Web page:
Monday, 12 October 2015

5 Things Tigers can learn from the Rugby World Cup

So the group stage is over and the Rugby World Cup now goes on for another three weeks of knock out rugby.  I've loved it and its been great.  Well not if you're a hooray Henry in red corduroy trousers and a tweed jacket.  Then you're probably still frothing at the mouth over England and banning Alesana Tuilagi for bending his knee when he runs.

But what can Tigers learn from the last month of rugby? What new ideas, or maybe old ones, can we take for this festival of rugby?

1. The Quick Heel

Look I know better people than me insist that it can't be done but the evidence is before our eyes.  The quick heel, channel one ball, is back.  The Japanese scrum has been a revelation, with Canada also excelling, in getting the ball in and away quickly.  This is an invaluable tool when your scrum is under the cosh or you just fancy your chances out wide.  Against Samoa the Japanese also showed that a quick heel can be combined with a dominant pack, choosing an 8 man shove near the Samoan line and earning a penalty try.

2. New Zealand do not have a monopoly on quality players

Admittedly hardly a revelation for a club that picked up Dave Lougheed from Canada in 1998.  Georgia's props are well known but their centres Sharikadze and Mchedlidze have impressed hugely with lion like defence and clever attacking brains.  Both are 22 and play in Pro D2, the division from which we signed Vereniki Goneva.  Namibia's Johan Deysel and Renaldo Bothma have caught the eye, whilst Romania's Florin Vlaicu's nerveless kick to win against Canada will have caught the eye of scouts.

3. Error free rugby is possible

In Japan's wins against South Africa and Samoa they only dropped the ball 11 times in total, won all 18 of their scrums and 24 out of 26  of their lineouts.  Last year Tigers did win 92% of their own lineouts so we know that can be done but Japan also conceded just 4 penalties in their win against Samoa.  You can play without conceding penalties.  You can play without errors.

4. Experience is crucial but no guarantee

England showed that nothing can prepare you for the white heat of the battle; South Africa and Tonga picked their oldest and most experienced sides ever but were beaten by vibrant sides offering something new.  Radically different to each other as Japan and Georgia are they shocked their opponents with tactics or an intensity their opponents just weren't expecting.  Tigers have experience of winning Premiership titles but little in Europe's later stages.  The only starting players remaining from our last European knock win are Marcos Ayerza and Tom Croft whilst Jordan Crane came off the bench.  That win was in 2009, or 7 seasons ago.  It is time the Youngs bros and Dan Cole tasted European success, do we have the experience necessary or the ability to surprise a team with out tactics or intensity?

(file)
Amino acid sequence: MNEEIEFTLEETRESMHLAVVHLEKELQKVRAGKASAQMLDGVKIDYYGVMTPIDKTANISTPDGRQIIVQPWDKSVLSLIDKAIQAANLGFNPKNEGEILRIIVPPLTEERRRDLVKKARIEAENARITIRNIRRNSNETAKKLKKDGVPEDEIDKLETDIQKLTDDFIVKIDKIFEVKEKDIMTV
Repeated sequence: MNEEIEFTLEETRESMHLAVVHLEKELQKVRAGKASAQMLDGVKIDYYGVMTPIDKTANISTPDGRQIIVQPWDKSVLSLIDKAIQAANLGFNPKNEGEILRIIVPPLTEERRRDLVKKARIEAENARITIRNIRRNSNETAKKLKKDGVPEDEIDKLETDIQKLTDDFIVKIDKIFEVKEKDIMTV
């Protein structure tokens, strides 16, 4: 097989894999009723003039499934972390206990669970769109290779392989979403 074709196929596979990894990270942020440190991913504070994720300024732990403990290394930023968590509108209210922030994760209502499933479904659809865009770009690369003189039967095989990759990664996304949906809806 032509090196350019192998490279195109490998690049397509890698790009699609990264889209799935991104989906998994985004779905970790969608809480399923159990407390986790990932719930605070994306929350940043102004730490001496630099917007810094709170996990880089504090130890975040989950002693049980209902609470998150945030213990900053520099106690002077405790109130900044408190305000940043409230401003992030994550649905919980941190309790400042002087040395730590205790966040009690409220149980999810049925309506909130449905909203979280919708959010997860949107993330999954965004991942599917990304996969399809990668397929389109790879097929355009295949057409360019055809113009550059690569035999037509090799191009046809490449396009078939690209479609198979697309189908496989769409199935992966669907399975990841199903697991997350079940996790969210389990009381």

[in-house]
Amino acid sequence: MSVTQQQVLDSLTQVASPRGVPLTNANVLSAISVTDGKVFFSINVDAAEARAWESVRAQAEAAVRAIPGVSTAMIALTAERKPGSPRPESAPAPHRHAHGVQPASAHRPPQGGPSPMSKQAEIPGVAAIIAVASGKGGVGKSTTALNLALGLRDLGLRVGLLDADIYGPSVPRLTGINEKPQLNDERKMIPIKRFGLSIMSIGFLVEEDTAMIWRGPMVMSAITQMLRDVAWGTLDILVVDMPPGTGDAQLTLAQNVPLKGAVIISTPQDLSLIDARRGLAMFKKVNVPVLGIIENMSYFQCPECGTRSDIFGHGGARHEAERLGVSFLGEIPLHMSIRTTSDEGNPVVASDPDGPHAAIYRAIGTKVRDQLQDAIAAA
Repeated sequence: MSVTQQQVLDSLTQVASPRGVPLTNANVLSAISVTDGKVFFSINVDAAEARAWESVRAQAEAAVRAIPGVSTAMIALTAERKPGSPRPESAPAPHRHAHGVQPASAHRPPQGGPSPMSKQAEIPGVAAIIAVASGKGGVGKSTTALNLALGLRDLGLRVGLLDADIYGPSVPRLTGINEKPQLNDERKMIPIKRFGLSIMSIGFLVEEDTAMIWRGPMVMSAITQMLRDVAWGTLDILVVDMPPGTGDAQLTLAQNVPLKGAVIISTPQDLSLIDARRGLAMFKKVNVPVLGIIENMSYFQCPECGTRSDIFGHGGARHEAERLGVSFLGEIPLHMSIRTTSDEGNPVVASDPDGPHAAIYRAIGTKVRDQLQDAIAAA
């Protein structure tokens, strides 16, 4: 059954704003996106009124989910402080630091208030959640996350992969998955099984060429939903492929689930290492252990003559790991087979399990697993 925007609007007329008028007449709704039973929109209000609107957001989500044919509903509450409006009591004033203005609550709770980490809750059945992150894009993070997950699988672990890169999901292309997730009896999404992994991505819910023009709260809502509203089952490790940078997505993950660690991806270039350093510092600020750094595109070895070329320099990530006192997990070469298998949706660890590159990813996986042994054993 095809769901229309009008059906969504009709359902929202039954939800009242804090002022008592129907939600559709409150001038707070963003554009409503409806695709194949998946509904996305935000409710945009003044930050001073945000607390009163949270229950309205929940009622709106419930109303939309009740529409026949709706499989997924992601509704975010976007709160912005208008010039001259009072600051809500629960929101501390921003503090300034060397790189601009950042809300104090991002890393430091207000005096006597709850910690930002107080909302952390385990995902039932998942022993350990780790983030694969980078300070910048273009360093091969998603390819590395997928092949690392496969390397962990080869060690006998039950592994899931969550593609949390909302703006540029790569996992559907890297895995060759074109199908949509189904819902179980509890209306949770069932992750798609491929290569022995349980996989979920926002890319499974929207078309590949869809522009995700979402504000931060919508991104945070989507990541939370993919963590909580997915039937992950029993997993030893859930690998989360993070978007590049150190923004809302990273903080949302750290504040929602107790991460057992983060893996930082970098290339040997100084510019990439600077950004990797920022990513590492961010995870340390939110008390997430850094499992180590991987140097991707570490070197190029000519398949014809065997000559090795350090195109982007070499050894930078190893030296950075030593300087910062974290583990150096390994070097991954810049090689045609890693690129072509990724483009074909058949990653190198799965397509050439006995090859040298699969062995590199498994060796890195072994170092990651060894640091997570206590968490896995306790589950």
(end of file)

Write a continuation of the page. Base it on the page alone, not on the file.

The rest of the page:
5. Match day build up can be improved

One thing that has massively impressed me at the Rugby World Cup games I've been to is the match day presentation team.  Basically its having a TV presenter and pundit pitch-side as usual but they are presenting to the crowd in the stadium.  They show the history of the two nations involved, highlight players to watch and generally preview the game.  At half time they offer a bit of analysis and insight and after the final whistle they interview the captains and the man of the match.

Tigers now have the two big screens and could really use them better.  We have a never ending supply of injured players to provide the punditry, or we could turn to a recently retired legend, and there is always highlights and news to share with the crowd.  Tigers could show great moments from history on the screen, preview that day's opponents, show highlights from previous weeks, youth team & reserve games or other teams games that weekend.

No comments:

Post a Comment